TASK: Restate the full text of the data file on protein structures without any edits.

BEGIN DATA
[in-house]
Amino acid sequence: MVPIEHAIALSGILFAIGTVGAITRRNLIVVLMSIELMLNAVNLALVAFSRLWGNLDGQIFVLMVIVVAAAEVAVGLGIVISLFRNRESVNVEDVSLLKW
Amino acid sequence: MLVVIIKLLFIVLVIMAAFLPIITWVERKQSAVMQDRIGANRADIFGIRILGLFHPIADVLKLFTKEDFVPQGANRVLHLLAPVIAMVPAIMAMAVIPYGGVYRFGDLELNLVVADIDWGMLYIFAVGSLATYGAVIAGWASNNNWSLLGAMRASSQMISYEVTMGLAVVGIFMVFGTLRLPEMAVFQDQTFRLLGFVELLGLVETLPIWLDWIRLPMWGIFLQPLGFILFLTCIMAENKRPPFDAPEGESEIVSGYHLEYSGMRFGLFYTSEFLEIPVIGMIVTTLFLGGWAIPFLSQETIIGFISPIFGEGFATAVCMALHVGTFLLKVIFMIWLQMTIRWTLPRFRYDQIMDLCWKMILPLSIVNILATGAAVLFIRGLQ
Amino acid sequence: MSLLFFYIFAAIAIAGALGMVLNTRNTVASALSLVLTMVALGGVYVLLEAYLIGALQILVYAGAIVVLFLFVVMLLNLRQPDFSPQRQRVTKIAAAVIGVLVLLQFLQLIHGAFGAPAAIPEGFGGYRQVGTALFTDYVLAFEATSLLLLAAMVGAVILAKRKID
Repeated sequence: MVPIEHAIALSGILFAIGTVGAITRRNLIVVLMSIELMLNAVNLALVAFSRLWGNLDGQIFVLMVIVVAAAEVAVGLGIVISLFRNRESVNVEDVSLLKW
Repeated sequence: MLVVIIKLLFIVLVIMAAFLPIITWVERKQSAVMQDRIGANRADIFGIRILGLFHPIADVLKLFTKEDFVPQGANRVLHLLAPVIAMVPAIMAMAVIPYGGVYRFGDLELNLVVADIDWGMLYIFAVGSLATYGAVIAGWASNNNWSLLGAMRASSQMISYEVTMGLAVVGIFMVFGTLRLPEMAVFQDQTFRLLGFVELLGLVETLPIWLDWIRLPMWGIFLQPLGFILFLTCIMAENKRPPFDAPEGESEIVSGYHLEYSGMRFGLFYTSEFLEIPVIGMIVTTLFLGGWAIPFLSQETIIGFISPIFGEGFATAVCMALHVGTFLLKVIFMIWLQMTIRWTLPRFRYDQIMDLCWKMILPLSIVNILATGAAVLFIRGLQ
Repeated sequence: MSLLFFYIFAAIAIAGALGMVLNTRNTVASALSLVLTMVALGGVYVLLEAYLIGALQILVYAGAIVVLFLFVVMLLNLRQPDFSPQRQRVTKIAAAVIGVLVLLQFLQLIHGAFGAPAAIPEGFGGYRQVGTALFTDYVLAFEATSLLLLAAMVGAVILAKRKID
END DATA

[in-house]
Amino acid sequence: MVPIEHAIALSGILFAIGTVGAITRRNLIVVLMSIELMLNAVNLALVAFSRLWGNLDGQIFVLMVIVVAAAEVAVGLGIVISLFRNRESVNVEDVSLLKW
Amino acid sequence: MLVVIIKLLFIVLVIMAAFLPIITWVERKQSAVMQDRIGANRADIFGIRILGLFHPIADVLKLFTKEDFVPQGANRVLHLLAPVIAMVPAIMAMAVIPYGGVYRFGDLELNLVVADIDWGMLYIFAVGSLATYGAVIAGWASNNNWSLLGAMRASSQMISYEVTMGLAVVGIFMVFGTLRLPEMAVFQDQTFRLLGFVELLGLVETLPIWLDWIRLPMWGIFLQPLGFILFLTCIMAENKRPPFDAPEGESEIVSGYHLEYSGMRFGLFYTSEFLEIPVIGMIVTTLFLGGWAIPFLSQETIIGFISPIFGEGFATAVCMALHVGTFLLKVIFMIWLQMTIRWTLPRFRYDQIMDLCWKMILPLSIVNILATGAAVLFIRGLQ
Amino acid sequence: MSLLFFYIFAAIAIAGALGMVLNTRNTVASALSLVLTMVALGGVYVLLEAYLIGALQILVYAGAIVVLFLFVVMLLNLRQPDFSPQRQRVTKIAAAVIGVLVLLQFLQLIHGAFGAPAAIPEGFGGYRQVGTALFTDYVLAFEATSLLLLAAMVGAVILAKRKID
Repeated sequence: MVPIEHAIALSGILFAIGTVGAITRRNLIVVLMSIELMLNAVNLALVAFSRLWGNLDGQIFVLMVIVVAAAEVAVGLGIVISLFRNRESVNVEDVSLLKW
Repeated sequence: MLVVIIKLLFIVLVIMAAFLPIITWVERKQSAVMQDRIGANRADIFGIRILGLFHPIADVLKLFTKEDFVPQGANRVLHLLAPVIAMVPAIMAMAVIPYGGVYRFGDLELNLVVADIDWGMLYIFAVGSLATYGAVIAGWASNNNWSLLGAMRASSQMISYEVTMGLAVVGIFMVFGTLRLPEMAVFQDQTFRLLGFVELLGLVETLPIWLDWIRLPMWGIFLQPLGFILFLTCIMAENKRPPFDAPEGESEIVSGYHLEYSGMRFGLFYTSEFLEIPVIGMIVTTLFLGGWAIPFLSQETIIGFISPIFGEGFATAVCMALHVGTFLLKVIFMIWLQMTIRWTLPRFRYDQIMDLCWKMILPLSIVNILATGAAVLFIRGLQ
Repeated sequence: MSLLFFYIFAAIAIAGALGMVLNTRNTVASALSLVLTMVALGGVYVLLEAYLIGALQILVYAGAIVVLFLFVVMLLNLRQPDFSPQRQRVTKIAAAVIGVLVLLQFLQLIHGAFGAPAAIPEGFGGYRQVGTALFTDYVLAFEATSLLLLAAMVGAVILAKRKID